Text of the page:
PerspectiveNitrogenase Mechanism

A dynamic tool for nitrogen reduction

See allHide authors and affiliations

Science  26 Sep 2014:
Vol. 345, Issue 6204, pp. 1568
DOI: 10.1126/science.1260021

You are currently viewing the summary.

View Full Text

Log in to view the full text

Log in through your institution

Log in through your institution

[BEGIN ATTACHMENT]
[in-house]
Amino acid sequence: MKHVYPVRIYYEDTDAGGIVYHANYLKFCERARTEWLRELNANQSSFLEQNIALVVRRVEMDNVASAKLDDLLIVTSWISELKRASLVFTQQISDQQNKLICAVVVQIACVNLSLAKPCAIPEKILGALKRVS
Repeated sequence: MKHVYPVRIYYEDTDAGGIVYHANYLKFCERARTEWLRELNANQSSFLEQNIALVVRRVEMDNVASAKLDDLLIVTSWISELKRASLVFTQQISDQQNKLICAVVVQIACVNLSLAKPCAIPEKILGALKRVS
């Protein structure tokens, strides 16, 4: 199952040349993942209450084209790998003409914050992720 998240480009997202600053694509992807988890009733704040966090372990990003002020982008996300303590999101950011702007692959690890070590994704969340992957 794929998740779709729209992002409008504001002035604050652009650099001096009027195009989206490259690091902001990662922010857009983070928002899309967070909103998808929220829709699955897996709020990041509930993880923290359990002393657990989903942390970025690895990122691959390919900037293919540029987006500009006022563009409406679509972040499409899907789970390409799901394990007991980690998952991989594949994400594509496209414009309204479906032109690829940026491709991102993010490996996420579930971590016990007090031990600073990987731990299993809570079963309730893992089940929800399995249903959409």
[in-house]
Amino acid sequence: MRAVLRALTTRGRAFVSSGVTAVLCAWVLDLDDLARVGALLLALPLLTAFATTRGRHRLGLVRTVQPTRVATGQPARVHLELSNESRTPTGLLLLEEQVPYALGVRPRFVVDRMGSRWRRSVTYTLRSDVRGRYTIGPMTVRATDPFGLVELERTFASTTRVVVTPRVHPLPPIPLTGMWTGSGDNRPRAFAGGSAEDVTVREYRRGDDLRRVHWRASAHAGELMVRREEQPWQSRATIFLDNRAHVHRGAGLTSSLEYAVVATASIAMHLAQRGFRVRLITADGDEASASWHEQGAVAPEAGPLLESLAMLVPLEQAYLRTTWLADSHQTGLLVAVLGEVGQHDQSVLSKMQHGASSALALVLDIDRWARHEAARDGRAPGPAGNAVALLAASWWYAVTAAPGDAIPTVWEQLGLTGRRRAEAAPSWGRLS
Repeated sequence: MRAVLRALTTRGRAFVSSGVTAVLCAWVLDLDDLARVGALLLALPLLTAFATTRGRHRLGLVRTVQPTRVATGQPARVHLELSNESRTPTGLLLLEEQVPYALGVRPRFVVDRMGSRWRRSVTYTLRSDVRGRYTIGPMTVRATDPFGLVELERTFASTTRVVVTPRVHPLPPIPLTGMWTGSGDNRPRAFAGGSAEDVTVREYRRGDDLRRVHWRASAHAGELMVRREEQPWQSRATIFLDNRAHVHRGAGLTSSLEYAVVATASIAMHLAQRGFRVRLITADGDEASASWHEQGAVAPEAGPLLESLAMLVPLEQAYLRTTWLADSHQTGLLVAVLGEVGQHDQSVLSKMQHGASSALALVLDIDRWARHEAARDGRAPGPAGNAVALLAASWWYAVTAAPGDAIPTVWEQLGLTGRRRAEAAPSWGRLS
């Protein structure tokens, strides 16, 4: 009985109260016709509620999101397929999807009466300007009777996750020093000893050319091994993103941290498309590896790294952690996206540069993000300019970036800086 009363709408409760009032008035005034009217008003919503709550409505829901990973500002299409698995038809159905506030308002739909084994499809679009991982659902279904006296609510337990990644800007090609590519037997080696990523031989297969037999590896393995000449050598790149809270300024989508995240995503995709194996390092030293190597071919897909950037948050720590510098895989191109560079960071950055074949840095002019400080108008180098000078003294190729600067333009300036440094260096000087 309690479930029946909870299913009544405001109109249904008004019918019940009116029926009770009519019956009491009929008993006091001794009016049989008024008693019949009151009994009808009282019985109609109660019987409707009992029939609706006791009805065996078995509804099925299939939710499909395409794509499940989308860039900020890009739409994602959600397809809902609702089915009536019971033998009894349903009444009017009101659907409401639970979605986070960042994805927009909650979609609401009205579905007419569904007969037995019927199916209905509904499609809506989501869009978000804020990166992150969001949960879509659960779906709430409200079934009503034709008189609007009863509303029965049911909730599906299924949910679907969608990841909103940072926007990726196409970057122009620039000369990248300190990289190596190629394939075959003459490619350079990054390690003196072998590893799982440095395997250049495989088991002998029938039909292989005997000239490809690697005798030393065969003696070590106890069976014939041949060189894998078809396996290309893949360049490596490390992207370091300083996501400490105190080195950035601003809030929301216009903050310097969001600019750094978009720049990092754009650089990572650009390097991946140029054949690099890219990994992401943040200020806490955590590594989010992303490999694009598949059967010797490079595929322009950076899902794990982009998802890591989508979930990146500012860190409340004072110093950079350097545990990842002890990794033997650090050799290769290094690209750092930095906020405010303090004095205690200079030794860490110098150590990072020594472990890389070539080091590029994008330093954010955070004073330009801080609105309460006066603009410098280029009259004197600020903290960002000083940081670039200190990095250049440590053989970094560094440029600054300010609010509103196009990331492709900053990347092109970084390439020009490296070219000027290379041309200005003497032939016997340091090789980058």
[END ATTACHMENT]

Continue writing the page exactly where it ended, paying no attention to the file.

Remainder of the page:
Even though nitrogen makes up almost 80% of the atmosphere, it is a limiting nutrient for biomass production. The low reactivity of nitrogen gas (N2) is a result of its very strong, unpolarized triple bond. Nitrogenase is the only enzyme known that can break this bond to produce compounds such as ammonia (NH3) for use in biosynthetic pathways. The atomic structure of this amazing system has been known for more than two decades (1, 2), but the chemical mechanism of this central reaction remains unknown. In a biochemical and structural tour de force, on page 1620 of this issue, Spatzal et al. (3) report the crystal structure of carbon monoxide (CO) bound to the catalytic metal cluster of the enzyme. This work revealed an unexpected structural rearrangement of the cofactor.